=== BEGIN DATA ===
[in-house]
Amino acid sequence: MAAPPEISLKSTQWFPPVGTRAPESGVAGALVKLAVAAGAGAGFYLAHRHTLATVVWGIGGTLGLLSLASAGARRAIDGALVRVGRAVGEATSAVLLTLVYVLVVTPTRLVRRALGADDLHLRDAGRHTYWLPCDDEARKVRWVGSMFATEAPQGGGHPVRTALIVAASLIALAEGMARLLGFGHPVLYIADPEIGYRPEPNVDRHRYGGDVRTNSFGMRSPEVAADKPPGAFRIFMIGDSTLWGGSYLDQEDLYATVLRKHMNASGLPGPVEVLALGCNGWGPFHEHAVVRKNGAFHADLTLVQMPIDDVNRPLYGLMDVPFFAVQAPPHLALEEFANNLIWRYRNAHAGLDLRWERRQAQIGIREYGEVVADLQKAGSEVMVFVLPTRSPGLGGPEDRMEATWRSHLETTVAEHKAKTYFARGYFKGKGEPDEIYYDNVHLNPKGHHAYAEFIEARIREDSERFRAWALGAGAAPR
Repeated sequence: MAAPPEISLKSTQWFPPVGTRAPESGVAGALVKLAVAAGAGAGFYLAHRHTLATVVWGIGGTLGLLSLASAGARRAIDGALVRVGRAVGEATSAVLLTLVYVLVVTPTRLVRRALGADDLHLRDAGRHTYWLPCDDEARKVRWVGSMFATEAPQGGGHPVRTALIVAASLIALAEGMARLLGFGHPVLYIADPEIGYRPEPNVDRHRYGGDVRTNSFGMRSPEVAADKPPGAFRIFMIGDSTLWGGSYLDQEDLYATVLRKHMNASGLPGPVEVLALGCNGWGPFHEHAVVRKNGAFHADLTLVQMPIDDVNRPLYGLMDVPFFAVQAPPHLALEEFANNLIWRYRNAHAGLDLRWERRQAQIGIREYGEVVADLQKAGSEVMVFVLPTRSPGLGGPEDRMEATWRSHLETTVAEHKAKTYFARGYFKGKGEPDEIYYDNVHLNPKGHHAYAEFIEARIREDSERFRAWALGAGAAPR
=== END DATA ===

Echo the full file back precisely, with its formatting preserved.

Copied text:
[in-house]
Amino acid sequence: MAAPPEISLKSTQWFPPVGTRAPESGVAGALVKLAVAAGAGAGFYLAHRHTLATVVWGIGGTLGLLSLASAGARRAIDGALVRVGRAVGEATSAVLLTLVYVLVVTPTRLVRRALGADDLHLRDAGRHTYWLPCDDEARKVRWVGSMFATEAPQGGGHPVRTALIVAASLIALAEGMARLLGFGHPVLYIADPEIGYRPEPNVDRHRYGGDVRTNSFGMRSPEVAADKPPGAFRIFMIGDSTLWGGSYLDQEDLYATVLRKHMNASGLPGPVEVLALGCNGWGPFHEHAVVRKNGAFHADLTLVQMPIDDVNRPLYGLMDVPFFAVQAPPHLALEEFANNLIWRYRNAHAGLDLRWERRQAQIGIREYGEVVADLQKAGSEVMVFVLPTRSPGLGGPEDRMEATWRSHLETTVAEHKAKTYFARGYFKGKGEPDEIYYDNVHLNPKGHHAYAEFIEARIREDSERFRAWALGAGAAPR
Repeated sequence: MAAPPEISLKSTQWFPPVGTRAPESGVAGALVKLAVAAGAGAGFYLAHRHTLATVVWGIGGTLGLLSLASAGARRAIDGALVRVGRAVGEATSAVLLTLVYVLVVTPTRLVRRALGADDLHLRDAGRHTYWLPCDDEARKVRWVGSMFATEAPQGGGHPVRTALIVAASLIALAEGMARLLGFGHPVLYIADPEIGYRPEPNVDRHRYGGDVRTNSFGMRSPEVAADKPPGAFRIFMIGDSTLWGGSYLDQEDLYATVLRKHMNASGLPGPVEVLALGCNGWGPFHEHAVVRKNGAFHADLTLVQMPIDDVNRPLYGLMDVPFFAVQAPPHLALEEFANNLIWRYRNAHAGLDLRWERRQAQIGIREYGEVVADLQKAGSEVMVFVLPTRSPGLGGPEDRMEATWRSHLETTVAEHKAKTYFARGYFKGKGEPDEIYYDNVHLNPKGHHAYAEFIEARIREDSERFRAWALGAGAAPR